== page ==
You’ve all heard horror stories of bands melting down, blowing up, and never playing with each other again. From the Beatles to Guns N’ Roses, there will always be differences when a creative group of individuals forms a band.
It’s a smart, long-term play to hash out an agreement before the band starts generating income. In the music business, it’s called a Band Member Contract. Think of it as a prenuptial agreement for bands. The contract protects everyone involved. Creative differences and financial matters can quickly spin out of control without a signed agreement upfront.
This blog will cover why you need a band agreement (aka contract) and what it should contain.
NOTE: A band agreement covers the musicians in the band. If you're looking for the type of contract between bands and their clients, check out Why Your Band Should Use An Artist Performance Contract.
When is a Band Agreement Necessary?
If you play in a hobby or garage band just for fun and don’t plan on making much money, you probably don’t need a band agreement. Text or email messages between everyone should be enough.
However, If the band’s goal is to make it big and go full-time, you need to come together and make a mutually agreeable contract. When the band starts generating income, the band member contract is necessary to ensure the band’s members get an appropriate piece of the pie. A band agreement will protect everyone’s rights, entitlement, and livelihood, especially if your album goes platinum.
Three Reasons to Make a Band Member Agreement
It’s hard for creative people to think about contracts, clauses, and splitting up money. Unfortunately, many bands self-destructed because they didn’t think about these issues until after they became successful. Disagreements involving financial matters tore them apart.
If you think money comes second to music and art, here’s what Gene Simmons of Kiss has to say.
“I would urge all bands that say they only care about credibility and don’t care about money, to send Gene Simmons every dollar that they don’t want. I’d be happy to take it off them.”
A band is a for-profit business, and you need to treat it as such. There are three areas to consider when negotiating an agreement with your fellow band members.
1) Band Member Accountability
A band agreement puts in writing who does what. It answers questions like:
- Who owns the compositions and the master recording rights?
- Who owns the band’s name?
- What happens if a member leaves the band?
- How does the band make a final decision? Is it a majority vote or unanimous decision?
- Does the band own the equipment, or do individual members?
- Which member(s) can sign contracts and cheques on behalf of the band?
- Who can hire or fire members?
All of these issues are all likely to occur in the life of your band. You need to settle these matters early on.
2) Royalties and Revenue
It’s good to think big, like going on a 20-gig international tour. But you have to think smart. How will the band divide the revenue from touring, record sales, merch sales, publishing revenue, and any other sources?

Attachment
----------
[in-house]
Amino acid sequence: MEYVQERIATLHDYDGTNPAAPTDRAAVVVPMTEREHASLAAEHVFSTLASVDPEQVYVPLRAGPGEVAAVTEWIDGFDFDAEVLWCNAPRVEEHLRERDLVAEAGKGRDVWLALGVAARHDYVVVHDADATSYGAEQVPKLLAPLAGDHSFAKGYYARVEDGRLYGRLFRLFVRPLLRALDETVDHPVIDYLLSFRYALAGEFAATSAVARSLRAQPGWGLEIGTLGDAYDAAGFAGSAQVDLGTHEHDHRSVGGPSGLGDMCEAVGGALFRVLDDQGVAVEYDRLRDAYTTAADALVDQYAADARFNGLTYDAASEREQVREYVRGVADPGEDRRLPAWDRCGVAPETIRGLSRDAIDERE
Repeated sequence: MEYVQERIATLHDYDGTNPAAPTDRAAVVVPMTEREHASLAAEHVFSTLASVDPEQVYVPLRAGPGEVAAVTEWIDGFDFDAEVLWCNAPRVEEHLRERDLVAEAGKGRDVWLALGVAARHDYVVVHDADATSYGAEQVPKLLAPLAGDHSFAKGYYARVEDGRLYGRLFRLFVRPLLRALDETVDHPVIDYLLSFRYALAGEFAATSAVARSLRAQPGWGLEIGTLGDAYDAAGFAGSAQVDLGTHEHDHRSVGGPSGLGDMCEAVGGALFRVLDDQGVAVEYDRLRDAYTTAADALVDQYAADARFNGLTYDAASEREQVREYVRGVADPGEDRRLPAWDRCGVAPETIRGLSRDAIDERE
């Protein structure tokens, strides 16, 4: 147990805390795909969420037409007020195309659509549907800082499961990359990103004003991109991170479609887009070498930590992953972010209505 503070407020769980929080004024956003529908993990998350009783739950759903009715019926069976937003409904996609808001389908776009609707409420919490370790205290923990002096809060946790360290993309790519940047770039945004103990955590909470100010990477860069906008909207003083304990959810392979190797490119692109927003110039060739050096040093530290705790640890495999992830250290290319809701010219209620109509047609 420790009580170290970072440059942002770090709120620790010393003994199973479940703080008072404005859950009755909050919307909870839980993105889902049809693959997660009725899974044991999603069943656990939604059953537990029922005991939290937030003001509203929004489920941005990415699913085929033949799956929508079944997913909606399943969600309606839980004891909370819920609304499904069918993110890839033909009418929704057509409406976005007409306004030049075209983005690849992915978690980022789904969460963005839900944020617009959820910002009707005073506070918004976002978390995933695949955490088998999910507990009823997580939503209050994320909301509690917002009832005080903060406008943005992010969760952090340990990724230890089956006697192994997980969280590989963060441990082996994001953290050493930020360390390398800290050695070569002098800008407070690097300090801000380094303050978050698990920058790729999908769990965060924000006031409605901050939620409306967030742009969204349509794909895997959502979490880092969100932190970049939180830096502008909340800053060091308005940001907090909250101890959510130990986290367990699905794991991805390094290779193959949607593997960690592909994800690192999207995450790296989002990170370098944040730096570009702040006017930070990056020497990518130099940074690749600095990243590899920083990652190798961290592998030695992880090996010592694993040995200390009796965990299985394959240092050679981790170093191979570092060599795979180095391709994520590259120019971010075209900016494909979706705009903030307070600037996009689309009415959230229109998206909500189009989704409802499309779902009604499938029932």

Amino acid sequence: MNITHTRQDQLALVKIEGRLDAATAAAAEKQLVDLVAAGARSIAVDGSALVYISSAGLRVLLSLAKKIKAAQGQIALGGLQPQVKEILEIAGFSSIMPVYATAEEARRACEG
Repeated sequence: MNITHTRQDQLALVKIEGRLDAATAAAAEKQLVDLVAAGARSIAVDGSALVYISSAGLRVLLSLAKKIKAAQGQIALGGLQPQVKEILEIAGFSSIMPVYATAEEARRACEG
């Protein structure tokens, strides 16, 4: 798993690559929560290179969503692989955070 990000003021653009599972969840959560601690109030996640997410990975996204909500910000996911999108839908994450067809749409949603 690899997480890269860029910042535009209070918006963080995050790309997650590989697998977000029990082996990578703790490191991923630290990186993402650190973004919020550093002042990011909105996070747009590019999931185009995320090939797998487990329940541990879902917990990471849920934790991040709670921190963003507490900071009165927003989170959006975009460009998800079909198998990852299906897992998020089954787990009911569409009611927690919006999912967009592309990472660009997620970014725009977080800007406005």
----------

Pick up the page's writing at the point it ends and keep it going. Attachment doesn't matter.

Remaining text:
Agreeing in advance how the pie gets sliced will reduce animosity and keep everyone happy.
3) Paying the Debts
With most new bands, there are one or two primary debt holders covering expenses until the band can cover them. Decide upfront how the debts get paid if the band breaks up, or a member quits. What do you do about jointly owned equipment?
If you are the one holding the debt, protect yourself with a band member agreement. At least you’ll have something in writing should you need to go to court.
Treat Your Bandmates Like Family, but Your Band Like a Business
Your band is like family, and you may feel uncomfortable talking about money and the expenses. To help your group start the conversation, here is a Band Partnership Fact Sheet and a Band Partnership Checklist from the Australian Music Industry Network.
It covers all the key topics, including:
- The band’s legal structure
- Commencement date and term of the contract
- Band names
- Finances and assets
- Members issues
- Income splits
- Settling disputes
A band member agreement protects everybody from unknown events that can happen in the future.
Without a written contract, it becomes a “he said/she said” argument. It is often impossible to prove what was said months or years before.
Another critical reason to get it in writing is when other people get involved with the band. For example, if the group, or a member, acquires a new manager, you can avoid the “I didn’t know, so it doesn’t apply to me” argument. The contract will guide everyone’s decisions.
The bottom line is to avoid messy disputes as you grow. Insist on a band member contract for a healthy relationship.
Consider this blog post for your reference and guideline only. You should consult an attorney who understands entertainment law for any legal principles. Never sign an agreement that has not been reviewed and blessed by your attorney.